Five witnesses who recounted the massacres to AFP said the Islamist militants feared they would be killed by advancing soldiers or separated from their wives when they fled the town.
They killed the women to prevent them from subsequently marrying soldiers or other so-called non-believers, they added.
"The terrorists said they will not allow their wives to be married to infidels," said Sharifatu Bakura, 39, a mother of three.
Nigeria's military along with forces from neighbouring Cameroon, Chad and Niger have claimed huge victories over the insurgents in recent weeks but defenceless civilians still face serious threats.
- 'Dozens' of corpses -
According to Bakura's account, which was supported by others, Boko Haram fighters received word of a military assault on Bama, formerly an Islamist stronghold in Borno state.
The insurgents had decided to flee to the nearby town of Gwoza before the troops' arrival but first decided "to kill their wives so that nobody will remarry them", she said.
Bukara's husband was killed by the insurgents four months ago but she was spared from a forced marriage because she was visibly pregnant.
Boko Haram forcibly married scores of women in Bama after seizing it in September. Nigeria's military announced the recapture of the town on Monday.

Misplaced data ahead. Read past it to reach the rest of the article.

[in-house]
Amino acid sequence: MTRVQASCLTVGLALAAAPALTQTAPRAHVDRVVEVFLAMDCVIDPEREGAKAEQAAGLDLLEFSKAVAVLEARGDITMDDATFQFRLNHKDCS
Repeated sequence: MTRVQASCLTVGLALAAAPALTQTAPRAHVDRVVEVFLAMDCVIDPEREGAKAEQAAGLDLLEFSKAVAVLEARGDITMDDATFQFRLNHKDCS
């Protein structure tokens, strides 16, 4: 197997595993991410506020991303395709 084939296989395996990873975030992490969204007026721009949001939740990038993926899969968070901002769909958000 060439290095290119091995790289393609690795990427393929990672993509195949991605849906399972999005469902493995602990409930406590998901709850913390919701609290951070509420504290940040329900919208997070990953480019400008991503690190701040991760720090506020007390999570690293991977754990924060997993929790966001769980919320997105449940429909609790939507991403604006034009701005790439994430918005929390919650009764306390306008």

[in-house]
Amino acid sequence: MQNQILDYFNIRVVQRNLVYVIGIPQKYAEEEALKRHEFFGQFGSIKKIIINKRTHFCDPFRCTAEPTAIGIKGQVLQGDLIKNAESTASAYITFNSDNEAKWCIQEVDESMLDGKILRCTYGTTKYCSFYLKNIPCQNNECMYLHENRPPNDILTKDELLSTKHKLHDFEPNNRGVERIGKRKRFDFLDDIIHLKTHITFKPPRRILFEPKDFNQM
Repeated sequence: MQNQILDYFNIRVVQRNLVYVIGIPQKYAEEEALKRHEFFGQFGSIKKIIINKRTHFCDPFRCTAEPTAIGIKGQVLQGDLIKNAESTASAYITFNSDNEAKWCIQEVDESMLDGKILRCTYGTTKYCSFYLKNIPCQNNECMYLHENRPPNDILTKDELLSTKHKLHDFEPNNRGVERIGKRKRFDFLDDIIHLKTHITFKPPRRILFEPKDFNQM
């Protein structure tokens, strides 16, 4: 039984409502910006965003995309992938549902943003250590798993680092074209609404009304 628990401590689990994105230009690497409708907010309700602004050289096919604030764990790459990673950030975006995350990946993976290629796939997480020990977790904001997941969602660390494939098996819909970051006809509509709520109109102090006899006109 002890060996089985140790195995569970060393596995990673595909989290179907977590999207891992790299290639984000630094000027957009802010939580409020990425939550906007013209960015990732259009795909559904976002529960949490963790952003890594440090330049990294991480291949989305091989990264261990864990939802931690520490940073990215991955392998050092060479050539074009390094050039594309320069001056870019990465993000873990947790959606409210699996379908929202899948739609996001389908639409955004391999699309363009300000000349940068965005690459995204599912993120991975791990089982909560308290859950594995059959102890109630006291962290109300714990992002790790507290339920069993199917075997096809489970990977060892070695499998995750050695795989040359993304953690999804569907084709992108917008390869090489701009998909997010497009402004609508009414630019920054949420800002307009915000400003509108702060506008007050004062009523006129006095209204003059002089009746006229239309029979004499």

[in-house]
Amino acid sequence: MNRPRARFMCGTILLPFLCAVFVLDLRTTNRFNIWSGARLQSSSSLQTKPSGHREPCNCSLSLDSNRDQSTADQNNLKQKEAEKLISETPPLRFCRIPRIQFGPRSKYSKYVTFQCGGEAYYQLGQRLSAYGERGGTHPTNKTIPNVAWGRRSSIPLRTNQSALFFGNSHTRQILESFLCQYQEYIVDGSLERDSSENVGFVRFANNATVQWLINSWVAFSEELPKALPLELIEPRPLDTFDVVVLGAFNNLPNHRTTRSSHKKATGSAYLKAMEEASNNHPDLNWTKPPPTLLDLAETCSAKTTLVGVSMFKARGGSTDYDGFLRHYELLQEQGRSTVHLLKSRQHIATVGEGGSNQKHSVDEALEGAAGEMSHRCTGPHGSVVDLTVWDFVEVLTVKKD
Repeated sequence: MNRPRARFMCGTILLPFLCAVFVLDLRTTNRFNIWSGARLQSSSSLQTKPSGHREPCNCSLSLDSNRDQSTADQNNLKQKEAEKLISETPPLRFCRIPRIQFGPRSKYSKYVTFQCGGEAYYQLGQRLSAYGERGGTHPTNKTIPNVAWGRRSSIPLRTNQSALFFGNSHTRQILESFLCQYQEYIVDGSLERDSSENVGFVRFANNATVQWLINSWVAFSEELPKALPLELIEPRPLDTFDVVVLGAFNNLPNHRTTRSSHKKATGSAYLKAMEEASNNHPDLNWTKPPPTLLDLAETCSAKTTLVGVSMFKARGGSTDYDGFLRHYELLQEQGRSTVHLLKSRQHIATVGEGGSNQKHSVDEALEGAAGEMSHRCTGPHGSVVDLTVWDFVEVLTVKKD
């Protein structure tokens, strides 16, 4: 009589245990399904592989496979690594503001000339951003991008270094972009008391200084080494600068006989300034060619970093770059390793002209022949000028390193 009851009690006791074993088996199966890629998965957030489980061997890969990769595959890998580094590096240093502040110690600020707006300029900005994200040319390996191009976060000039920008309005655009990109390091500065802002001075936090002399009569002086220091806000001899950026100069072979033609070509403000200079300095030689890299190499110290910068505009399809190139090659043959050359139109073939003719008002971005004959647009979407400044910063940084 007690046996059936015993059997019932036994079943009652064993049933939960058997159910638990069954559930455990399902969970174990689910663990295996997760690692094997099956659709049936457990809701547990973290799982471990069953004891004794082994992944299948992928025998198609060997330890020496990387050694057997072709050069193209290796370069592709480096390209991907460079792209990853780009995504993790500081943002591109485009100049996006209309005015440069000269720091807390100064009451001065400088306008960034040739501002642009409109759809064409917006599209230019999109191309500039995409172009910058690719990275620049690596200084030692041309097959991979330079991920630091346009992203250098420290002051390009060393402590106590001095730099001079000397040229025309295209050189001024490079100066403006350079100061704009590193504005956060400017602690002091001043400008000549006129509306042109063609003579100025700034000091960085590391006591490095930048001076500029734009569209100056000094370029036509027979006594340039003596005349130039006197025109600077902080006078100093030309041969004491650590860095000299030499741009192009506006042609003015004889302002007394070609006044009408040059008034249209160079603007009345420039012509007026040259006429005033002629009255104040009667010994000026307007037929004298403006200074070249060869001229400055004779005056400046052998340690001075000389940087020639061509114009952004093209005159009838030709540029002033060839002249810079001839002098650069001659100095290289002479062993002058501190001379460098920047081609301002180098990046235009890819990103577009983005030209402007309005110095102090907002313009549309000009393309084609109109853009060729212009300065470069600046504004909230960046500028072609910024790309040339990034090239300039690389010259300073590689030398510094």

Witnesses who were taken under military protection this week to Borno's capital Maiduguri, 73 kilometres (45 miles) away, said the killing of women began 10 days before Bama was liberated.
The Islamists said "if they kill their wives, they would remain pious until both of them meet again in heaven, where they would re-unite", said Salma Mahmud, another witness.
A vigilante who fought alongside the military in the battle to retake Bama, Abba Kassim, said he saw "dozens of women corpses" in the town.
While other witnesses reportedly a similarly high casualty figure the numbers were impossible to verify.
Fanna Aisami, 52, also in Maiduguri after escaping Bama this week, said the executions followed a warning from Boko Haram's top commander in the town.
"He informed them of the situation and the consequence of the takeover of the town by the advancing troops.
"He warned them that when soldiers killed them they would take their wives back to the society where they would be forced to marry and live with infidels," the mother of seven said, speaking by phone to AFP in Kano.
The commander "said it would be better for them to kill their wives and send them to heaven," Aisami added.
A number of women were shot dead in front of the commander's house, she further said.
Yagana Mairambe, 58, reported similar details but told AFP that "some Boko Haram men refused" and fled with their wives towards neighbouring Yobe state.Nigeria's national security spokesman Mike Omeri told AFP he would try to verify the reports while the military could not immediately be reached for comment.
With Boko Haram gunmen facing heavy military pressure across northeast Nigeria, attacks, including suicide bombings, have persisted, even as the government in Abuja tries to assure voters that March 28 elections will be secure.
The Islamist uprising has claimed more than 13,000 lives since 2009 and President Goodluck Jonathan has faced fierce criticism over failure to contain the violence.
The latest reported atrocities in Bama recall similar massacres at high schools and colleges across northeast Nigeria, where Boko Haram has executed scores of students learning a so-called infidel curriculum.